Availability in the ATAR forecasting model
Availability refers to the extent that the new product is available to consumers through retailers, various direct channels and online.
Put simply, it is a measure of the ability of consumers to purchase the new product if they wanted to. Take for example, a new candy bar being brought to market. Most candy bars are sold through convenience stores and supermarkets. A consumer may become aware of the new product through advertising and be interested in trialing the product if and when they see it in a store.
Using availability in the ATAR forecasts
For convenience products
For a simple product, such as our candy bar example, then availability would be the percentage of suitable retailers that are likely to stock and sell the new product. So for our example, it would be the percentage of convenience stores that choose to start retailing the new candy bar.
Therefore, if 50% of retailers are likely to take on the product, then the availability percentage we would use in the ATAR is 50% (the percentage of retailer take-up).
For shopping products
If we have a product that people generally shop around for – such as furniture, where consumers may “browse” through multiple stores looking for the right product – then we need to take this shopping behavior into account.
Say we are marketing furniture and we are bringing a new line to market. If we are likely to get 10% retailer take-up of suitable stores, then we need to multiply that percentage by the number of stores that the average consumer will visit during their purchase decision.
If the average consumer visits three stores while shopping for furniture, then we can include a figure of 30% as our availability – which is 3 stores X the 10% retailer take-up = 30%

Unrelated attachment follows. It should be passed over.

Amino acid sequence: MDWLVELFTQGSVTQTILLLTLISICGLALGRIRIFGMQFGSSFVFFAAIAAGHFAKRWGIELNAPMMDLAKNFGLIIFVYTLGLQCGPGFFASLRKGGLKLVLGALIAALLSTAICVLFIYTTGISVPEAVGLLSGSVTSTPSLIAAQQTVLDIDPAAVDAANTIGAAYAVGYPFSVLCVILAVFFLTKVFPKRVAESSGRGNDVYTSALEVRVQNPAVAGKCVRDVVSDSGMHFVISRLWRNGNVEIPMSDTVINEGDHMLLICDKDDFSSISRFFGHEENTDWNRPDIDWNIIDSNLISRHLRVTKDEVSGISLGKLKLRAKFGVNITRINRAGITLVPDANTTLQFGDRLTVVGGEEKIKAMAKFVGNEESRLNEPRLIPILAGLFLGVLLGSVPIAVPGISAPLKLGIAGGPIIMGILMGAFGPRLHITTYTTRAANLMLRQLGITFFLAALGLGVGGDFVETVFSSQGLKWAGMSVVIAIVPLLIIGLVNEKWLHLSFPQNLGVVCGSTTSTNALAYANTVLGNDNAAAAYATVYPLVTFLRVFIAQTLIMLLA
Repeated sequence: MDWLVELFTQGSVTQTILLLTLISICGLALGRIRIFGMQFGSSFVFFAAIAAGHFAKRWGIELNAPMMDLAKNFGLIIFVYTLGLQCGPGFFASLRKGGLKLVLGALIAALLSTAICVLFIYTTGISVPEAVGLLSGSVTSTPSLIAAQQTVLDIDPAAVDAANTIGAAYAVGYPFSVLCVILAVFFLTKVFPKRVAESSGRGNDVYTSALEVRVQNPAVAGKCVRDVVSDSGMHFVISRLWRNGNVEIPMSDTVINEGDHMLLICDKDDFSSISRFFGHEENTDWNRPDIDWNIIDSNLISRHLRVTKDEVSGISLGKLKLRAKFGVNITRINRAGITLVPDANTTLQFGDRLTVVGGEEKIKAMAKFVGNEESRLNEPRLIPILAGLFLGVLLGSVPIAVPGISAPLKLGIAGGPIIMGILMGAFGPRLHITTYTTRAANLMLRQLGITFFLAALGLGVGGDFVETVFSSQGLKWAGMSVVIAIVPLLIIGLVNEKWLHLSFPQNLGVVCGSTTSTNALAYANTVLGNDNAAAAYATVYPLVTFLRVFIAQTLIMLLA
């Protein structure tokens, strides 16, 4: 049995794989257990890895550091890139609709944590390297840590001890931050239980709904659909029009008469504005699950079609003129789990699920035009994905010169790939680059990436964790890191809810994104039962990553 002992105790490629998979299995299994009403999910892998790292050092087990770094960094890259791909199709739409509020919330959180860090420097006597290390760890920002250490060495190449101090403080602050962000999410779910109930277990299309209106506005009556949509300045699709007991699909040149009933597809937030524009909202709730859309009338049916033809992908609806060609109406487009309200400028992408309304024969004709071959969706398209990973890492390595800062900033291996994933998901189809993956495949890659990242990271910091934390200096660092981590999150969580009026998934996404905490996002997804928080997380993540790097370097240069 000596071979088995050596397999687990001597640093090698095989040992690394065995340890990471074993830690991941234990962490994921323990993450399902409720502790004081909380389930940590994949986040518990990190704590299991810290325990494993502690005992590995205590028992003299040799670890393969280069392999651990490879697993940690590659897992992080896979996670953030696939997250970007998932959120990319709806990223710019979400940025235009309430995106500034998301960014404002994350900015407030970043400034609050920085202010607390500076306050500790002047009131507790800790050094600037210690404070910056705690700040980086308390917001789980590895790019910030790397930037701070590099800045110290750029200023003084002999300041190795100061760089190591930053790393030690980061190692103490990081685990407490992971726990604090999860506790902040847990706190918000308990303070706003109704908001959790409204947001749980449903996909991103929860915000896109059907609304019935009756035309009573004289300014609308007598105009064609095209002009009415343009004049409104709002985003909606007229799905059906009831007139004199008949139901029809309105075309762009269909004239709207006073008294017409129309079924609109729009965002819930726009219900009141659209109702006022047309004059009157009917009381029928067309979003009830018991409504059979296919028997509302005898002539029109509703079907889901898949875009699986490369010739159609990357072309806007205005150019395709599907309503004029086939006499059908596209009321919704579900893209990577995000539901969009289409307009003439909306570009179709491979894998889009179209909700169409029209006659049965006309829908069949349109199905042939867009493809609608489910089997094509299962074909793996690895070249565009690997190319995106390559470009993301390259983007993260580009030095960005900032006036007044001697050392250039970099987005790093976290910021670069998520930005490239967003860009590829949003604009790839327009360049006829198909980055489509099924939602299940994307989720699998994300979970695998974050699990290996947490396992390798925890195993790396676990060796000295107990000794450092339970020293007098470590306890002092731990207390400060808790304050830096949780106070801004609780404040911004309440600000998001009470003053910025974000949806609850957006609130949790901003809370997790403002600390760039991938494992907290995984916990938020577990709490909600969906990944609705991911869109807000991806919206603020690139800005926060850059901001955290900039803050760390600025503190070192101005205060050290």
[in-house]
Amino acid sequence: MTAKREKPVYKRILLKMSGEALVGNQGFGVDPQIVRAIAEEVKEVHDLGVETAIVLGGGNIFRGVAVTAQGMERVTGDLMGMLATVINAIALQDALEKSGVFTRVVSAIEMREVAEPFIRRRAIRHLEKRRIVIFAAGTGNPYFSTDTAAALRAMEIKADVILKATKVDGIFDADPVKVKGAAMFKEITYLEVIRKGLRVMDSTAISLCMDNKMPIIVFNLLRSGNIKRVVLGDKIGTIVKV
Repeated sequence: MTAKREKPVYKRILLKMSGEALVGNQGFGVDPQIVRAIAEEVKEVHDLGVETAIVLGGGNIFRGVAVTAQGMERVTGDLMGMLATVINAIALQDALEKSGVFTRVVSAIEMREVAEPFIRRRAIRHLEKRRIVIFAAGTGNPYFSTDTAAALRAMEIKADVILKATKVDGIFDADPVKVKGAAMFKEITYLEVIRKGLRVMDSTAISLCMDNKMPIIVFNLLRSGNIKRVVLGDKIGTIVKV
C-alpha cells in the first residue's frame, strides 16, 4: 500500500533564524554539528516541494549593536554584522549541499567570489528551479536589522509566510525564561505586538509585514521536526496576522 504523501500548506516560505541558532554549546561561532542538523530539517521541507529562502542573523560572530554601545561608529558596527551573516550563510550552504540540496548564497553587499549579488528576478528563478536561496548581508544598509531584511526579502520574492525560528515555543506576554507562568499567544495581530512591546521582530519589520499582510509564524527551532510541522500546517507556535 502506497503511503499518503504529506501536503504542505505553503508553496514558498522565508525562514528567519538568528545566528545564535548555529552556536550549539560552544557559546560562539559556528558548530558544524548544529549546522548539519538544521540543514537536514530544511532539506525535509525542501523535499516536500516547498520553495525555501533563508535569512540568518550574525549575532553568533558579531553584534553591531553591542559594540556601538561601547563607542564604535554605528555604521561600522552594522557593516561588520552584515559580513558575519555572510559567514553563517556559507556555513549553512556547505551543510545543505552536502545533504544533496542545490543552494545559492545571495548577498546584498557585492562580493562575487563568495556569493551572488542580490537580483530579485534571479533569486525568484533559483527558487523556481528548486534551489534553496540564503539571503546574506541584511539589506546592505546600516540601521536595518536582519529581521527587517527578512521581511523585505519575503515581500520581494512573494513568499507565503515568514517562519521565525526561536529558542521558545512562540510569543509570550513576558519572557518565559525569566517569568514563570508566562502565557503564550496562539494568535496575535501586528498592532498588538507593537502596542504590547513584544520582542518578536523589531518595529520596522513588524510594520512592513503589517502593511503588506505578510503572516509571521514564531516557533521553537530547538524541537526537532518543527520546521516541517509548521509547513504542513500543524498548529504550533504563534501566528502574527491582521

For specialty products
Specialty products are usually deliberately sought out by interested consumers. Typically, specialty products have exclusive distribution (meaning that they are not in many retail outlets). But because of the nature of the product, consumers will go out of their way to track down the product.
In this case, such as a luxury car or designer clothing, provided we have some retailer access in the geographic area, we can almost assume close to 100% availability.
For direct or online marketers
Another time we can assume quite high availability is when the firm/brand has its own direct channels and/or has its own online channel or access to online channels.
For most products sold through an online channel, we would generally assume close to 100% availability in the ATAR model (although this may vary in some countries with limited Internet penetration).
For companies with their own physical retail outlets , such as banks and fast food outlets, we would consider the proportion of the population that their branches/stores/outlets service. For example, McDonald’s stores may service as much as 80% (or more in some regions) of the population, whereas a smaller hamburger chain may only reach 20% of the population.
Variations of the ATAR forecast – based on business models